Product Awareness and Its Value from Goose Island Beer Company

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This past Saturday, my wife surprised me with an urban scavenger hunt through Boston sponsored by Goose Island Beer Company from Chicago. How could I say no, beautiful weather, drinking beer and becoming a mobile billboard for Goose Island.  Throughout the hunt, all I could think about is how we paid $22.50 (through Groupon) for the opportunity to promote Goose Island’s products through the streets of Boston and create product awareness to our Facebook friends and Instagram followers.  Brilliant on Goose Island’s part!

Goose Island Wild Goose Chase

The Goose Island Wild Goose Chase Boston is a scavenger hunt for five golden eggs hidden within 1 mile of Fenway Park.  The hunt utilizes your smartphone by requiring you to scan QR codes, enter answers to clues and puzzles at QR code prompts, and post “sad selfie” photos to Instagram and Facebook with the hashtag #wildgoosechase when you hit a dead end.  The first teams to find the eggs win prizes in the scavenger hunt.

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So with a properly equipped phone in hand and a free Goose Island t-shirt on, the hunt begins.  The first task is to solve a puzzle by identifying Goose Island beers from the brewer’s notes, which is the start of your product education.  Once you know your beer basics, a clue is revealed and you race to the first destination where you find a clue sheet that will lead you to the eggs.  The clue sheet consist of forty questions about Goose Island’s company and beers, as well as local landmarks and watering holes.  These clues lead you to twelve bars with Goose Island beer challengers.  For instance, one challenge required teams to identify the Goose Island beer based on the look, smell, or taste.  Others required them to determine which chocolate and cheese paired best with a specific Goose Island beer.  At the end of the hunt, everyone reconvenes at the starting bar and enjoys a Goose Island beer, thanks to the free Goose Island beer token.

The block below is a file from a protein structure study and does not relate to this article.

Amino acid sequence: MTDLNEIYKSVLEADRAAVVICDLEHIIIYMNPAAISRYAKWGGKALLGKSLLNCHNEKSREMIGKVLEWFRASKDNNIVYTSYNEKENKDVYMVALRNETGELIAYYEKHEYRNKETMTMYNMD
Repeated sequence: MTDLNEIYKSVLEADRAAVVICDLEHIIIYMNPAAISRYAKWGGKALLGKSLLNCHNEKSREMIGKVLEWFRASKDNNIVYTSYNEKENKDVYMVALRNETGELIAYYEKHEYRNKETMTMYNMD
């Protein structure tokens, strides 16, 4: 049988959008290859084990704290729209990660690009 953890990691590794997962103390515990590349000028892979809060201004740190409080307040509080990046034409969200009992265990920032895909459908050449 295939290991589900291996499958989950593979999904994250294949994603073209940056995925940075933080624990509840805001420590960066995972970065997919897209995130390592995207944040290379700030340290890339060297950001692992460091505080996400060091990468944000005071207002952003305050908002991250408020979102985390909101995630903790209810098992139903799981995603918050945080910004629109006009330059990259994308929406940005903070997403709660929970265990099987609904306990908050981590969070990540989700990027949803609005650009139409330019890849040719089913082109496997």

Product Awareness

In 2011, Goose Island Beer Company was purchased by AB InBev (in my opinion, so the beer giant could benefit off of the craft beer revolution).  The purchase gave this Chicago based company access to the distribution power and channels of AB InBev.  Now, Goose Island is in every U.S. state, Puerto Rico and three foreign markets, but without product awareness the product will not succeed.  Marketing events like this are critical to supporting the products. So, let’s review the product awareness metrics for the hunt!

  • Potential Reach: The number of people who use, hear, and see the product.  There are three categories of users in the Wild Goose Chase.  First, the 174 people (eighty-seven teams with two people per team) who used the product through drinking challenges and free Goose Island beer tokens.  Second, the people who heard about the product through Facebook and Instagram posts.  Based on a Pew Research Center study the average number of Facebook friends a user has is 200, and with each team posting photos to one Facebook account we can estimate and audience who heard about event is 17,400 people.  Finally, the people who saw the event: those in the cars, at bars and on the streets of Boston who saw 174 crazy people running through the streets in Goose Island Beer Company t-shirts.